“Prose is architecture, not interior decoration.”
– Ernest Hemingway
[found on queryshark.blogspot.com]
Query Shark: “How To Write Query Letters … or, really, how to revise query letters so they actually work…” A site that works for YOU. Query questions? Read on…
Example of this tool:“Dear Query Shark, Winston Smith has been a foolish man, and on Christmas Day of 2012, it’s going to cost him his life. This is a great opening line. Do I want to find out what happened? You bet. On top of a faltering marriage – and there’s been no sex for eight months – not only has he neglected to tell wife, Julia, their heavily indebted dairy farm is up for an income tax audit, but he’s corresponded with the auditor that “the thought of having to hand over my life in letters and source documents for examination by you, a total stranger, on pain of punishment, makes me physically ill,” and he will not be cooperating with the Inland Revenue Department. And then you take veer so completely off the path of taut, lean prose that it’s almost like you’ve morphed into Prolix Man. For starters, don’t quote the novel in the query. Also, we don’t need to know why the marriage is faltering, just that it is. And the only thing we really need to know is the audit is going to be a big surprise to Julia. Tom Parsons life previously could have been summed up in a word: inertia. Married to mousy Sally, the one girl he dated at high school, their marriage has become routine since the birth of their son, Syme. What? Wait. Who? What happened to Winston and Julia? This abrupt segue is confusing. Remember, I’m not sitting on my sofa with a cup of tea, savoring your query. I’m not reading this like I read a novel. I’m sitting at my desk, I’ve got ten minutes before a scheduled phone call and I’m trying to find the queries that entice me to read on. In other words, I’m reading fast and mostly skimming. Whether you think this is a good idea, or fair is immaterial. It’s reality and a smart query writer will write to his/her audience. What that means: You make sure I know who a new character is by telling me “Inland Revenue agent Tom Parsons” And you don’t have FIVE NAMED CHARACTERS in the first two paragraphs. At the most you have two….“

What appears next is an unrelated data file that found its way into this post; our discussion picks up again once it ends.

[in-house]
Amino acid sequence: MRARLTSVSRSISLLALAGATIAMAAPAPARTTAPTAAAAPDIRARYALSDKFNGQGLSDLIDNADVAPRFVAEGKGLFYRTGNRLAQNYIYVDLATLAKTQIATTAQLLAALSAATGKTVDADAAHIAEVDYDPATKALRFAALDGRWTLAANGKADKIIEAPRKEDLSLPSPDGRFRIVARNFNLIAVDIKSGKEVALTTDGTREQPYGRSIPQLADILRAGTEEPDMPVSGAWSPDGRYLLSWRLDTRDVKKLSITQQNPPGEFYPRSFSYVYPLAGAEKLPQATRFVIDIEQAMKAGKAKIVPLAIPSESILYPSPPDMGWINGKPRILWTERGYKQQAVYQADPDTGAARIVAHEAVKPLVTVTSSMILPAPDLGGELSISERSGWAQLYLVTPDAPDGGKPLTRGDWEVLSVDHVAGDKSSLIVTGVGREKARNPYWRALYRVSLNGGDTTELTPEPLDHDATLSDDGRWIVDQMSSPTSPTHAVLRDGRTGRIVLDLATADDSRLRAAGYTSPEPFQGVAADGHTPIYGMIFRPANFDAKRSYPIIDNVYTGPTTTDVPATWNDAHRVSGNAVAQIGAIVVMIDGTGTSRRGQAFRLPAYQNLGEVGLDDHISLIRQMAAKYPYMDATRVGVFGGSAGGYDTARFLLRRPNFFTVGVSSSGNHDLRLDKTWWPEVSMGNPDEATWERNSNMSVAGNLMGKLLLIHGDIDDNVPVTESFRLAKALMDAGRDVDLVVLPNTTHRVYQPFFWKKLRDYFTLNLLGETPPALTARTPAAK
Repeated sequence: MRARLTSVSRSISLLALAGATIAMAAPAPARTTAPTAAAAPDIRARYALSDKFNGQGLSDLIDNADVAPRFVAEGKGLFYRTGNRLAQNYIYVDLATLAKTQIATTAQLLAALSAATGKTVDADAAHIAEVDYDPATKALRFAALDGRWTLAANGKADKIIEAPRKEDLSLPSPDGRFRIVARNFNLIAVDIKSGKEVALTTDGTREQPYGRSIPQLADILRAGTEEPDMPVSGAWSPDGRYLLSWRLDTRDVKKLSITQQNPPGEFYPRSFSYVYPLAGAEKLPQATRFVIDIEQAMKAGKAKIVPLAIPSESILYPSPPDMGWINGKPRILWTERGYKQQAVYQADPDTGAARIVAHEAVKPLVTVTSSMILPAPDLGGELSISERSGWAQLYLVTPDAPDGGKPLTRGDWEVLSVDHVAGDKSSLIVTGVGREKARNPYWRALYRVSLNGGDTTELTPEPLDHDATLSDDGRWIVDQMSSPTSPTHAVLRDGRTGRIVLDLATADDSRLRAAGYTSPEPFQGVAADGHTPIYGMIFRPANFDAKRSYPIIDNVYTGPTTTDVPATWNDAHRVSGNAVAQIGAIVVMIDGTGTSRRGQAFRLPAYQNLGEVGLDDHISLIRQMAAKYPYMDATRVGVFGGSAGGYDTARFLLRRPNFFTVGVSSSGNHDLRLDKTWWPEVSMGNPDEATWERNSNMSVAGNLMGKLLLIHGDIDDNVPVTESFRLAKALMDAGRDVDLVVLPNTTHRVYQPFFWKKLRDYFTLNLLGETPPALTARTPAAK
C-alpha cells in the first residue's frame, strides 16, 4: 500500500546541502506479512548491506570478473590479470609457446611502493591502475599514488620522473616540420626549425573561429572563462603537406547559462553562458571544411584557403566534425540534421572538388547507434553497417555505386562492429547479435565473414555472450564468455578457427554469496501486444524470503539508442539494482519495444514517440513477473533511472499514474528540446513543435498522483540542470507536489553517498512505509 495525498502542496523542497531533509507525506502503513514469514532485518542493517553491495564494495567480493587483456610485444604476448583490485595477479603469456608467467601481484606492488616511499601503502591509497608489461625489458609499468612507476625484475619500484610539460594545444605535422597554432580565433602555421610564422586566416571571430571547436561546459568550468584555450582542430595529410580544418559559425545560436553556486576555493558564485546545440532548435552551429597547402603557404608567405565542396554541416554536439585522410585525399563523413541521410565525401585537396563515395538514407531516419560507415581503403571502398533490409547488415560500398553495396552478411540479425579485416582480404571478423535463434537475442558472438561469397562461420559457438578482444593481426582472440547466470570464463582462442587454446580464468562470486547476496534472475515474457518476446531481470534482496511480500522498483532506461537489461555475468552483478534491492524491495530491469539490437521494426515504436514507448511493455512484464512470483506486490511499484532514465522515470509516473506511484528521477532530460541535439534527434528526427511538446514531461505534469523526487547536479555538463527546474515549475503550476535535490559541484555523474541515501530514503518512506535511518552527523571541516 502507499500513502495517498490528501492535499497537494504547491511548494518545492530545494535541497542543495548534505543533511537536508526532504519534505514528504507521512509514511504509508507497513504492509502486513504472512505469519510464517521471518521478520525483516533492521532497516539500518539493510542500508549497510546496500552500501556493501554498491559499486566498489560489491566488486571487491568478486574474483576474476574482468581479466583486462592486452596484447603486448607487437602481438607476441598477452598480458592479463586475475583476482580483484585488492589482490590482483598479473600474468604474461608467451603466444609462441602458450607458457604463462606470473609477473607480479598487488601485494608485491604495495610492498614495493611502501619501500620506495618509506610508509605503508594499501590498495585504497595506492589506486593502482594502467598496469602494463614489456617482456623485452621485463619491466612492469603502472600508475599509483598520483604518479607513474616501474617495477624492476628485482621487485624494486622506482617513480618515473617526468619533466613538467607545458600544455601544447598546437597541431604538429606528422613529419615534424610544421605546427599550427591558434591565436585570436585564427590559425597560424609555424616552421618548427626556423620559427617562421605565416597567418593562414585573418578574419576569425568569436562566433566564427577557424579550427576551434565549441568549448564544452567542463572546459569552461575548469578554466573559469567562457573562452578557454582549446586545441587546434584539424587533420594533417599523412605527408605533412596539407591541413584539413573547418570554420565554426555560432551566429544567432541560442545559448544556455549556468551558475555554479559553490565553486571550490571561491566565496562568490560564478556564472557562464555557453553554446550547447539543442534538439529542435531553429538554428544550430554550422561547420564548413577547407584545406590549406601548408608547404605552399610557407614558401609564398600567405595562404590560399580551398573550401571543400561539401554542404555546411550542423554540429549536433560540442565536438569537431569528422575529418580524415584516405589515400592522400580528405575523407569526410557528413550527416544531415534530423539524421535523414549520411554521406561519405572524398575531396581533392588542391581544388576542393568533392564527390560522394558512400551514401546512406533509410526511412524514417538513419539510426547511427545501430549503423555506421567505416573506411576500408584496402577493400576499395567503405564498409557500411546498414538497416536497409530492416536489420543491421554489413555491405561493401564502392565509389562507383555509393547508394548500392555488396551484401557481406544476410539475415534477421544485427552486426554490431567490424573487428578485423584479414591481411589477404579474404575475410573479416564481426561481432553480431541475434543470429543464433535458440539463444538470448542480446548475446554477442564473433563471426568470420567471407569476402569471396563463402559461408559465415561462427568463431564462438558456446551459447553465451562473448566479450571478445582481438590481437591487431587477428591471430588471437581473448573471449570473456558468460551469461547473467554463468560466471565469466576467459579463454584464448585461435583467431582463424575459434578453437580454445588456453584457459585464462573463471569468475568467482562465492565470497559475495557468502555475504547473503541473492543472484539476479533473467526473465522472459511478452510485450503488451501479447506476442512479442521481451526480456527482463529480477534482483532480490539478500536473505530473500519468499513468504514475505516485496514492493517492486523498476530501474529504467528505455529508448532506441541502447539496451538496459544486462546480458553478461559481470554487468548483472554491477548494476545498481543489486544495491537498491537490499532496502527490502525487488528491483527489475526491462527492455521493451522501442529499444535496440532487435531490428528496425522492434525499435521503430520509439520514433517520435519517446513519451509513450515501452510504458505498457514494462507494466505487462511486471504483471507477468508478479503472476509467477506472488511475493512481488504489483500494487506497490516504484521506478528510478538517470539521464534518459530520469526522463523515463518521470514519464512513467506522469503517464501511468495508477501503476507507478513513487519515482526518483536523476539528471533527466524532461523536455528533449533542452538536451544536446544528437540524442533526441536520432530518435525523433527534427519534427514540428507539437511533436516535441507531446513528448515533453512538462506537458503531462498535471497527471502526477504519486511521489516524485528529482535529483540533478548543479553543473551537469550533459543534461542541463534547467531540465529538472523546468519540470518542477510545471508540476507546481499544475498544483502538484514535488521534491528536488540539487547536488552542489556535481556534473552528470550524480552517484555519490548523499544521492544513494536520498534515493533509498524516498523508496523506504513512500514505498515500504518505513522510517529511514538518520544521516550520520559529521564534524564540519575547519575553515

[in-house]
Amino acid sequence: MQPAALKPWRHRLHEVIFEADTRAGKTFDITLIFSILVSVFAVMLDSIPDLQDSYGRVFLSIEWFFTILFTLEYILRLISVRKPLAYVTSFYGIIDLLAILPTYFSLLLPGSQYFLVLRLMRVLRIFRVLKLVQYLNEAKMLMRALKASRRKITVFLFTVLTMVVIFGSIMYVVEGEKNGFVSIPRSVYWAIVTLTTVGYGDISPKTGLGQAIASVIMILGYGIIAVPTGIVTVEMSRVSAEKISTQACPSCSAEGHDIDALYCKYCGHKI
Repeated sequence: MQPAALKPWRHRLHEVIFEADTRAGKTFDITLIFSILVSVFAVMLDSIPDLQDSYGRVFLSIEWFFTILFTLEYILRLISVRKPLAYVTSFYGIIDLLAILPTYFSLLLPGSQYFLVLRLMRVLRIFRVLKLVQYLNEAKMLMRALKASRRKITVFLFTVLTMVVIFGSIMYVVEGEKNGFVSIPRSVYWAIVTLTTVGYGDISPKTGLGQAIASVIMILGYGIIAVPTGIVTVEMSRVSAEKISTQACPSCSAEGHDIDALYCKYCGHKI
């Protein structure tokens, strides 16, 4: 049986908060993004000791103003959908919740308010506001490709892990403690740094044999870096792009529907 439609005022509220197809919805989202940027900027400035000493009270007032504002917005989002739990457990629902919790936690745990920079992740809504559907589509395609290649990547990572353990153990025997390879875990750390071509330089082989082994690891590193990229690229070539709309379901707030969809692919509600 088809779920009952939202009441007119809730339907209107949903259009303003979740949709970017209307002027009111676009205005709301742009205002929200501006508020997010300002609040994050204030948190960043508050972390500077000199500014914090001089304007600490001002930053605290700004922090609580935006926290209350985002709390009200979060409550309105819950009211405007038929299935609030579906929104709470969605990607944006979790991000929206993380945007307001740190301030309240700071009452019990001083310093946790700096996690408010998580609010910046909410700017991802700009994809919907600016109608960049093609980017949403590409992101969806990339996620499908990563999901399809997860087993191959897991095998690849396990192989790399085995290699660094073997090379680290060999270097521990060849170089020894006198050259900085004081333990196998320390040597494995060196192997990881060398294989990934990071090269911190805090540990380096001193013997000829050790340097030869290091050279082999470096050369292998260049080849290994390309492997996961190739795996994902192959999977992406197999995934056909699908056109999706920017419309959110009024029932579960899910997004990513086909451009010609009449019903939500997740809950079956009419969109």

[found on http://queryshark.blogspot.com]
“I try to create sympathy for my characters, then turn the monsters loose.”
– Stephen King
[found on us4.campaign-archive1.com; by Rachelle Gardner]
“Those Annoying Exclamation Points!!!
By Rachelle Gardner on Jul 01, 2013 09:34 pm
Over many years of editing books, it seems I have become a heartless eliminator of exclamation points!!! Seriously, I developed a hatred for them! People tend to WAY overuse them! Not to mention italics and bold, and that oh-so-effective use of ALL CAPS!!!!!!!
Here’s a hint to avoid coming across as amateur: Use the above devices sparingly in any writing intended for publication. (I’m being specific here, because in blog writing and emails, you’re free to go crazy. I do.)
If you tend to use a plethora of exclamation points, do a search-and-replace in your manuscript and put a period in place of every single one of them. Yep, every one. Then you can go back and add an exclamation point here and there if you really must. But I’m not kidding: VERY . . . SPARINGLY.
Same with other means of artificial emphasis: italics and ALL CAPS. Your writing should be so effective by itself that the emphasis isn’t necessary.
As for bold, don’t ever use it in running text! (It’s OKAY for headers!)
Isn’t THIS irritating??!!”